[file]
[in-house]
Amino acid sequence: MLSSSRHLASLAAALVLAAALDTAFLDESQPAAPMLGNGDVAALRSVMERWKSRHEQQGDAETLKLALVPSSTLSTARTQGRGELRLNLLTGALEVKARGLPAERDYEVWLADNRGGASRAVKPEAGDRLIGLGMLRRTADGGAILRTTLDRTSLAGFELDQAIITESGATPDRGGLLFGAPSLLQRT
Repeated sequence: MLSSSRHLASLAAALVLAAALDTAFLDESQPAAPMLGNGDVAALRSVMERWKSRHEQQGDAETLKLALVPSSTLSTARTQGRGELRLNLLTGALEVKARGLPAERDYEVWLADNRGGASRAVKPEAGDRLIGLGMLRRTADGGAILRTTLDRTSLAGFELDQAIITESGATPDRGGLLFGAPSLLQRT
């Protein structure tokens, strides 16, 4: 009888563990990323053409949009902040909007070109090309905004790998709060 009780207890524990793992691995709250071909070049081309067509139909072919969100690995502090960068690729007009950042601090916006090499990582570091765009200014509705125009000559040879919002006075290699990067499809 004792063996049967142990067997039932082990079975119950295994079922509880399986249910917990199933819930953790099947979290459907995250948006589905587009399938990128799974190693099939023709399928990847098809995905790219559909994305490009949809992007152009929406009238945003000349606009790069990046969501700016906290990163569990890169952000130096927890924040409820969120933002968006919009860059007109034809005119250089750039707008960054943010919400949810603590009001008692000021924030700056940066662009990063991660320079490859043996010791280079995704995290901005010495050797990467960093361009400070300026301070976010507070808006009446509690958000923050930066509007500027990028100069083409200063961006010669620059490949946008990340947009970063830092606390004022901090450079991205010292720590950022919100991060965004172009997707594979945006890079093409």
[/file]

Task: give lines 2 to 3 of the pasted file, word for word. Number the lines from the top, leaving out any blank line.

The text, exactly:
Amino acid sequence: MLSSSRHLASLAAALVLAAALDTAFLDESQPAAPMLGNGDVAALRSVMERWKSRHEQQGDAETLKLALVPSSTLSTARTQGRGELRLNLLTGALEVKARGLPAERDYEVWLADNRGGASRAVKPEAGDRLIGLGMLRRTADGGAILRTTLDRTSLAGFELDQAIITESGATPDRGGLLFGAPSLLQRT
Repeated sequence: MLSSSRHLASLAAALVLAAALDTAFLDESQPAAPMLGNGDVAALRSVMERWKSRHEQQGDAETLKLALVPSSTLSTARTQGRGELRLNLLTGALEVKARGLPAERDYEVWLADNRGGASRAVKPEAGDRLIGLGMLRRTADGGAILRTTLDRTSLAGFELDQAIITESGATPDRGGLLFGAPSLLQRT